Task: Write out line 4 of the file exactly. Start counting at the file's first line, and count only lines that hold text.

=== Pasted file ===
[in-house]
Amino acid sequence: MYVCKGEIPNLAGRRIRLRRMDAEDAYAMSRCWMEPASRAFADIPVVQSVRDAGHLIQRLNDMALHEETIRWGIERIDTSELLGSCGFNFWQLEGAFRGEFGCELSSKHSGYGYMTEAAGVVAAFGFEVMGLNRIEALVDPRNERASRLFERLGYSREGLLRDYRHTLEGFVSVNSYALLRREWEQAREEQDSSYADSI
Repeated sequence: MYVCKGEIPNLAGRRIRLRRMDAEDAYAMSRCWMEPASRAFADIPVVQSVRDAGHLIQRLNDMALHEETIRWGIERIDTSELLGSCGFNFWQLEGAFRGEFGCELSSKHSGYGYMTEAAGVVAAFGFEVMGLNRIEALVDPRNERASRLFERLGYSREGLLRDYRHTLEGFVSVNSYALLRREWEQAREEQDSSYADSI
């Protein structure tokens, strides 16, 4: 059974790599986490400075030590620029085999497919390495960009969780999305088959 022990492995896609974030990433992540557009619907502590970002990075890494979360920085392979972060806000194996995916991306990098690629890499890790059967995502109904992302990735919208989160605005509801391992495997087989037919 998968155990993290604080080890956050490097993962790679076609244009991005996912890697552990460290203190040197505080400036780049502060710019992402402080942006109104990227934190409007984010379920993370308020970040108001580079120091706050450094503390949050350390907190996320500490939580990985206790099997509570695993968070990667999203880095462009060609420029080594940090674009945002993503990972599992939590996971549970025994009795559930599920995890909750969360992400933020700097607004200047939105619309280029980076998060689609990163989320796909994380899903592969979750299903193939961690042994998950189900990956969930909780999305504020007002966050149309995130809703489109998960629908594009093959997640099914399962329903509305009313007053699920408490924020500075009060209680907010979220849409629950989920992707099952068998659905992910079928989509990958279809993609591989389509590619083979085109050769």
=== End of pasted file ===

């Protein structure tokens, strides 16, 4: 059974790599986490400075030590620029085999497919390495960009969780999305088959 022990492995896609974030990433992540557009619907502590970002990075890494979360920085392979972060806000194996995916991306990098690629890499890790059967995502109904992302990735919208989160605005509801391992495997087989037919 998968155990993290604080080890956050490097993962790679076609244009991005996912890697552990460290203190040197505080400036780049502060710019992402402080942006109104990227934190409007984010379920993370308020970040108001580079120091706050450094503390949050350390907190996320500490939580990985206790099997509570695993968070990667999203880095462009060609420029080594940090674009945002993503990972599992939590996971549970025994009795559930599920995890909750969360992400933020700097607004200047939105619309280029980076998060689609990163989320796909994380899903592969979750299903193939961690042994998950189900990956969930909780999305504020007002966050149309995130809703489109998960629908594009093959997640099914399962329903509305009313007053699920408490924020500075009060209680907010979220849409629950989920992707099952068998659905992910079928989509990958279809993609591989389509590619083979085109050769």